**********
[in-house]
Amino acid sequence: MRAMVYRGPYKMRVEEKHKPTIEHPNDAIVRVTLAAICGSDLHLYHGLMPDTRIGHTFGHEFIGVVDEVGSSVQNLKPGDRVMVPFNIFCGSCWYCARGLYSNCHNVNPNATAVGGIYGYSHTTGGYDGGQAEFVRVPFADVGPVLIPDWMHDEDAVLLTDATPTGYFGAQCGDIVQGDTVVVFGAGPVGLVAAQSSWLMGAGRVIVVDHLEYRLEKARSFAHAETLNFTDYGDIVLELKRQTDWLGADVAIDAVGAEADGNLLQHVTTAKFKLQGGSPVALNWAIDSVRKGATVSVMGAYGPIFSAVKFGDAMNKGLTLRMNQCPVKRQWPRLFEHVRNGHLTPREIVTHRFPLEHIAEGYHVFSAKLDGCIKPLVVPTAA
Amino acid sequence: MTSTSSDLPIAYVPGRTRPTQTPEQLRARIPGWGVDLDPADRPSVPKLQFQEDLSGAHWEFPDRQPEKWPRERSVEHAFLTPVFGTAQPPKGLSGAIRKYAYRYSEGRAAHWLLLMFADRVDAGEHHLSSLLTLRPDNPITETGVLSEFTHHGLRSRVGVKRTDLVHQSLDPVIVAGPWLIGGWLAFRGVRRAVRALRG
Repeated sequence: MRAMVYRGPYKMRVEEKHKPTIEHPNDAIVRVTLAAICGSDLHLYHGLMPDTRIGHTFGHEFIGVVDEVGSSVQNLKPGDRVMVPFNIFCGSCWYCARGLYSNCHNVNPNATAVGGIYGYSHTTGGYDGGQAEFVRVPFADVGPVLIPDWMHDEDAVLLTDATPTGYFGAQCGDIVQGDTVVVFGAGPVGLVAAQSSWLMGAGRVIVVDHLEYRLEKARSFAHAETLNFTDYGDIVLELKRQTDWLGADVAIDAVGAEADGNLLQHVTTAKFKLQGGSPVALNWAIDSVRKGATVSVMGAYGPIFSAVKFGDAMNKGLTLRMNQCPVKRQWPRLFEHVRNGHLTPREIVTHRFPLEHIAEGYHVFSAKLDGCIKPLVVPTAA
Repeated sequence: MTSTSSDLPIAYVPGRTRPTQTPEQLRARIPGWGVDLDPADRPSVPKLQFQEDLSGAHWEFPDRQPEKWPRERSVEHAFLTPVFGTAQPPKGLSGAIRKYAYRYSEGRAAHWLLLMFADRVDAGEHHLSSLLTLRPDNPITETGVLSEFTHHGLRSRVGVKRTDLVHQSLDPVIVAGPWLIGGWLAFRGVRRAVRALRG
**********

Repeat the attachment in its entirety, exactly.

[in-house]
Amino acid sequence: MRAMVYRGPYKMRVEEKHKPTIEHPNDAIVRVTLAAICGSDLHLYHGLMPDTRIGHTFGHEFIGVVDEVGSSVQNLKPGDRVMVPFNIFCGSCWYCARGLYSNCHNVNPNATAVGGIYGYSHTTGGYDGGQAEFVRVPFADVGPVLIPDWMHDEDAVLLTDATPTGYFGAQCGDIVQGDTVVVFGAGPVGLVAAQSSWLMGAGRVIVVDHLEYRLEKARSFAHAETLNFTDYGDIVLELKRQTDWLGADVAIDAVGAEADGNLLQHVTTAKFKLQGGSPVALNWAIDSVRKGATVSVMGAYGPIFSAVKFGDAMNKGLTLRMNQCPVKRQWPRLFEHVRNGHLTPREIVTHRFPLEHIAEGYHVFSAKLDGCIKPLVVPTAA
Amino acid sequence: MTSTSSDLPIAYVPGRTRPTQTPEQLRARIPGWGVDLDPADRPSVPKLQFQEDLSGAHWEFPDRQPEKWPRERSVEHAFLTPVFGTAQPPKGLSGAIRKYAYRYSEGRAAHWLLLMFADRVDAGEHHLSSLLTLRPDNPITETGVLSEFTHHGLRSRVGVKRTDLVHQSLDPVIVAGPWLIGGWLAFRGVRRAVRALRG
Repeated sequence: MRAMVYRGPYKMRVEEKHKPTIEHPNDAIVRVTLAAICGSDLHLYHGLMPDTRIGHTFGHEFIGVVDEVGSSVQNLKPGDRVMVPFNIFCGSCWYCARGLYSNCHNVNPNATAVGGIYGYSHTTGGYDGGQAEFVRVPFADVGPVLIPDWMHDEDAVLLTDATPTGYFGAQCGDIVQGDTVVVFGAGPVGLVAAQSSWLMGAGRVIVVDHLEYRLEKARSFAHAETLNFTDYGDIVLELKRQTDWLGADVAIDAVGAEADGNLLQHVTTAKFKLQGGSPVALNWAIDSVRKGATVSVMGAYGPIFSAVKFGDAMNKGLTLRMNQCPVKRQWPRLFEHVRNGHLTPREIVTHRFPLEHIAEGYHVFSAKLDGCIKPLVVPTAA
Repeated sequence: MTSTSSDLPIAYVPGRTRPTQTPEQLRARIPGWGVDLDPADRPSVPKLQFQEDLSGAHWEFPDRQPEKWPRERSVEHAFLTPVFGTAQPPKGLSGAIRKYAYRYSEGRAAHWLLLMFADRVDAGEHHLSSLLTLRPDNPITETGVLSEFTHHGLRSRVGVKRTDLVHQSLDPVIVAGPWLIGGWLAFRGVRRAVRALRG